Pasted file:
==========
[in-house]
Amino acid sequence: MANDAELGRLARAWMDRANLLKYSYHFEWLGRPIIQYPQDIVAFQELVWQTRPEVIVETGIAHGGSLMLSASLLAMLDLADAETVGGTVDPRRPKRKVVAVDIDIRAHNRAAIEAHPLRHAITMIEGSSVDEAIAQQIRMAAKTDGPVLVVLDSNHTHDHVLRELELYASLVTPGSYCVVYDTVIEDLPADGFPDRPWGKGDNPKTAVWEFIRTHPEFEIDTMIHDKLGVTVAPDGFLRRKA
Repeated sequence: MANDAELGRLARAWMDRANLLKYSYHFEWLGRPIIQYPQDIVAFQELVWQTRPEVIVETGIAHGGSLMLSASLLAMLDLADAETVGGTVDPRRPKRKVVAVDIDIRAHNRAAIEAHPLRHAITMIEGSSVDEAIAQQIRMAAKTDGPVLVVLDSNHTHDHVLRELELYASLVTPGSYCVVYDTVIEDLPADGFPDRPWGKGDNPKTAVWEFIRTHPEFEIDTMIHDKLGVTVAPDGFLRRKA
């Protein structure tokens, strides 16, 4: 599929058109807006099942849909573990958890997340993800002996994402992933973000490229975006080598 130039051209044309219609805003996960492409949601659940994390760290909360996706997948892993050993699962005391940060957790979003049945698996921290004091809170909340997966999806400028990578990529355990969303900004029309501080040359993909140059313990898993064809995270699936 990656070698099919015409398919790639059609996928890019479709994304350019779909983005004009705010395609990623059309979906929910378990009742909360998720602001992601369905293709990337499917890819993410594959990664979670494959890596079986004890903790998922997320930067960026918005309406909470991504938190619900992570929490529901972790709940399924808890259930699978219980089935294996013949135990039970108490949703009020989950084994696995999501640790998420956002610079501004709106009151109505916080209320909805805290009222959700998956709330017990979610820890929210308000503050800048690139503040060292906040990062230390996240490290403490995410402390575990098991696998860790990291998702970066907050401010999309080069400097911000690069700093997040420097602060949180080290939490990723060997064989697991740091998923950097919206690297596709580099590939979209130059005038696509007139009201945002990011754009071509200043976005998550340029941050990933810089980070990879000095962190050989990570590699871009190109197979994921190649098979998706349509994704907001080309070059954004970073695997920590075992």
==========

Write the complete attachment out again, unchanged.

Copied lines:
[in-house]
Amino acid sequence: MANDAELGRLARAWMDRANLLKYSYHFEWLGRPIIQYPQDIVAFQELVWQTRPEVIVETGIAHGGSLMLSASLLAMLDLADAETVGGTVDPRRPKRKVVAVDIDIRAHNRAAIEAHPLRHAITMIEGSSVDEAIAQQIRMAAKTDGPVLVVLDSNHTHDHVLRELELYASLVTPGSYCVVYDTVIEDLPADGFPDRPWGKGDNPKTAVWEFIRTHPEFEIDTMIHDKLGVTVAPDGFLRRKA
Repeated sequence: MANDAELGRLARAWMDRANLLKYSYHFEWLGRPIIQYPQDIVAFQELVWQTRPEVIVETGIAHGGSLMLSASLLAMLDLADAETVGGTVDPRRPKRKVVAVDIDIRAHNRAAIEAHPLRHAITMIEGSSVDEAIAQQIRMAAKTDGPVLVVLDSNHTHDHVLRELELYASLVTPGSYCVVYDTVIEDLPADGFPDRPWGKGDNPKTAVWEFIRTHPEFEIDTMIHDKLGVTVAPDGFLRRKA
């Protein structure tokens, strides 16, 4: 599929058109807006099942849909573990958890997340993800002996994402992933973000490229975006080598 130039051209044309219609805003996960492409949601659940994390760290909360996706997948892993050993699962005391940060957790979003049945698996921290004091809170909340997966999806400028990578990529355990969303900004029309501080040359993909140059313990898993064809995270699936 990656070698099919015409398919790639059609996928890019479709994304350019779909983005004009705010395609990623059309979906929910378990009742909360998720602001992601369905293709990337499917890819993410594959990664979670494959890596079986004890903790998922997320930067960026918005309406909470991504938190619900992570929490529901972790709940399924808890259930699978219980089935294996013949135990039970108490949703009020989950084994696995999501640790998420956002610079501004709106009151109505916080209320909805805290009222959700998956709330017990979610820890929210308000503050800048690139503040060292906040990062230390996240490290403490995410402390575990098991696998860790990291998702970066907050401010999309080069400097911000690069700093997040420097602060949180080290939490990723060997064989697991740091998923950097919206690297596709580099590939979209130059005038696509007139009201945002990011754009071509200043976005998550340029941050990933810089980070990879000095962190050989990570590699871009190109197979994921190649098979998706349509994704907001080309070059954004970073695997920590075992």